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Sudanese woman convicted for wearing pants freed

Against her wishes, union pays $200 fine

By Sarah El Deeb
Associated Press / September 9, 2009

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CAIRO - A woman journalist convicted of public indecency for wearing trousers outdoors was freed yesterday, despite her desire to serve a month in prison as protest against Sudan’s draconian morality laws.

The judge who convicted Lubna Hussein had imposed a $200 fine as her sentence, avoiding the maximum sentence of 40 lashes in an apparent attempt to put an end to a case that had raised international criticism of Sudan.

But Hussein refused to pay the fine, an act that would have meant a month’s imprisonment. She said that she was freed yesterday after the fine was paid without her knowledge by the Journalist Union, which is headed by a member of the ruling party.

“I had no choice. All my friends knew I didn’t want to pay the fine,’’ Hussein said, speaking by phone from Khartoum. “I had chosen prison and not to pay the fine, in solidarity with hundreds of other women jailed’’ under the law.

Hussein said she suspects that the authorities do not want her in the prison in Omdurman, on the outskirts of Khartoum, where she said at least 800 women are serving time, many of them convicted under the indecency law.

“I wanted to make reports from inside the prison. Maybe they were unnerved by my presence in prison,’’ she said.

Fayez Selik, the editor in chief of the pro-south newspaper Ajras al-Hurriya, or Freedom Bells, said the government freed Hussein to end its “predicament.’’

Mohieddin Titawi, the head of the Journalist Union, said he paid the fine out of duty toward a member of the union.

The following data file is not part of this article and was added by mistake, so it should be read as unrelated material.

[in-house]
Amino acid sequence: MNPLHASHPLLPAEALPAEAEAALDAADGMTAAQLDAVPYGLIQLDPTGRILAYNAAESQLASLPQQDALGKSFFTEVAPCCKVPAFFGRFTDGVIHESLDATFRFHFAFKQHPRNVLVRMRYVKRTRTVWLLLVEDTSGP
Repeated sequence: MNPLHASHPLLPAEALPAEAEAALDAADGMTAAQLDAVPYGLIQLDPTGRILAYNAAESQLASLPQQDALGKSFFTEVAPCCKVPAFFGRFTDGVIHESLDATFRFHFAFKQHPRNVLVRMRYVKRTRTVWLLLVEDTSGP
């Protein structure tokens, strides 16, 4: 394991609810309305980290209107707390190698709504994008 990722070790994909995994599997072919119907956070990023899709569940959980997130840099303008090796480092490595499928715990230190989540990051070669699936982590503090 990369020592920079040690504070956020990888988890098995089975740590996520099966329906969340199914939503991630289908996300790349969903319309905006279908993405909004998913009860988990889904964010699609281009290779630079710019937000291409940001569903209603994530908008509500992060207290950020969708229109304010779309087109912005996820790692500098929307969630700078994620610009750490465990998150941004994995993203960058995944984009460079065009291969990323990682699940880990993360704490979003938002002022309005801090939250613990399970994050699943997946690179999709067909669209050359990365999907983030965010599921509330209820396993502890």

“I didn’t get permission from the government or from Lubna,’’ he said from Khartoum. “I know my duty very well and I intervened to get a journalist out of prison.’’

Since her arrest in July, Hussein, 43, has used her case to draw attention to Sudan’s indecency law, which allows flogging as a punishment for acts or clothing that is seen as offending morals. Human-rights campaigners say that the law is vague, that its enforcement is arbitrary, and that southern Sudanese in the capital - who are mostly Christians - are often targeted.

Sudan’s government implements a conservative version of Islamic law in the north, and “public order’’ police enforce the laws banning alcohol, break up parties, and scold men and women who mingle in public. In mostly Muslim northern Sudan, many women wear traditional flowing robes that cover their hair, but it is not uncommon for women to wear trousers, though conservatives consider it immodest.

Under the 2005 peace deal that ended a more than 20-year civil war between the Muslim north and the Christian and animist south, laws - including the indecency law - are supposed to be reviewed to respect human rights and freedom of expression.

Hussein was arrested in July with 12 other women in a Khartoum cafe and they were charged with violating the indecency law for wearing trousers in public. Ten of them were flogged shortly after they accepted summary trials.